Trebinje is located halfway between Dubrovnik, Croatia, and Mostar. This town on the border is one of the prettiest in the Balkans. Photo albums are dominated by the 16th-century Arslanagic Bridge, while the maze-like Old Town is packed with street-side cafes and coffee-loving locals. It is almost a miniature version of Sarajevo or Mostar, full of local atmosphere and a feast for the senses.
Travnik and Jajce
These small old towns are likely to become iconic travel destinations in future years. For now, they are mostly quiet, even if Travnik gets a surge of day-trippers in summer. Travnik is the old Bosnian capital, and its pedestrianized streets delight, harking back to the days of medieval glories while still being full of beautiful Ottoman remains. Jajce is fringed by a citadel, and dates to the 15th century, it is home to catacombs, Orthodox churches, and excellent cafes.
Rafting and Canyoning
The white-water rafting in Bosnia is arguably the best on the whole continent. There are a number of places to do it, with the Una River near Bihac widely regarded as the best. Canyoning can also be on the itinerary, abseiling down waterfalls and slithering along rushing rivers in a wetsuit.
Bosnia and Herzegovina can be visited almost any month of the year. The winters are mild in Herzegovina but sub-zero throughout Bosnia, the ski season continuing from mid-December until late-March. Other than winter sports enthusiasts, this is a quiet time for tourism. However, most of Europe can be drab during these months while Bosnia and Herzegovina still offer its trademark energy. A country of mountains means a string of microclimates, and it is incredible how the weather can change over the course of a day. Rainfall is scattered throughout the year, and there is no absolute best month to come. Spring is usually pleasant during the day then cool at night. Summer is warmer and can get humid, with June to August seeing a surge in visitors. Like most of Europe, September, and October are good months to consider, offering nice weather and a lack of other tourists.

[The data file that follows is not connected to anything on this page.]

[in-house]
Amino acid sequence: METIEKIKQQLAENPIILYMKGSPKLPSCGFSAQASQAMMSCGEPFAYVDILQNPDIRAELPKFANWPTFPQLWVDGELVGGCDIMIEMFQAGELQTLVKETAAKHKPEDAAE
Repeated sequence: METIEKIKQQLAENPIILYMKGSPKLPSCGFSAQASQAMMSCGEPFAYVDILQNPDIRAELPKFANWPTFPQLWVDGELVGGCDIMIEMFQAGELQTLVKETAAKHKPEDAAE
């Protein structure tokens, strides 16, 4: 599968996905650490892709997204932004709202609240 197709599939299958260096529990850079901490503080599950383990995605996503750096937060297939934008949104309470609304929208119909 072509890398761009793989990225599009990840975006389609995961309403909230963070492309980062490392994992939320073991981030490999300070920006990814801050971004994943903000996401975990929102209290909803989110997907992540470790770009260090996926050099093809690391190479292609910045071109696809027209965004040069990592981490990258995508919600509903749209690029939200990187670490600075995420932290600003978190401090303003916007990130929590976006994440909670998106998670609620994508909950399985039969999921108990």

Hotels are on a small scale, reflecting the number of visitors in the country, but all offer modern amenities and facilities to stay. Do not expect anything too flashy as it is not the style. Instead, look forward to cute features and all the necessary comfort. Be cautious about the old socialist-era hotels, which are in need of renovation. However, there is not any lack of great accommodations. The choice and quality of accommodation can come as a surprise, especially in Sarajevo and Mostar. Infrastructure is developing rapidly, and it will not be long before good hotels can be found in smaller destinations across Bosnia and Herzegovina.
Bosnia and Herzegovina is not part of the European Union but has adopted similar immigration and customs protocol. U.S. and Canadian passport holders can travel there for 90 days without a visa. The critical consideration is how to get there. Mostar has an international airport, but Sarajevo is the only realistic inbound option, with daily connections to major European cities. Roads and railway are slowly being restored after being ravaged by war. You can get around comfortably, even if some of the routes are more potholes than asphalt. The routes from Sarajevo to Mostar and Sarajevo towards Zagreb have been rebuilt and are as good as new. While the country is small, it is often worth adding a day longer than you think you may need, for the experience is found in the atmosphere rather than a rush between sights. The local currency is pegged to the euro, with one convertible mark equaling just under two euros. Most establishments accept payment in euros, and you can withdraw euros from some of the ATMs. With Visa and Mastercard you should not have a problem withdrawing local currency in Mostar and Sarajevo, nor with paying by plastic in upmarket hotels, shops and restaurants. It is a little hit and miss beyond these destinations or any sizable city.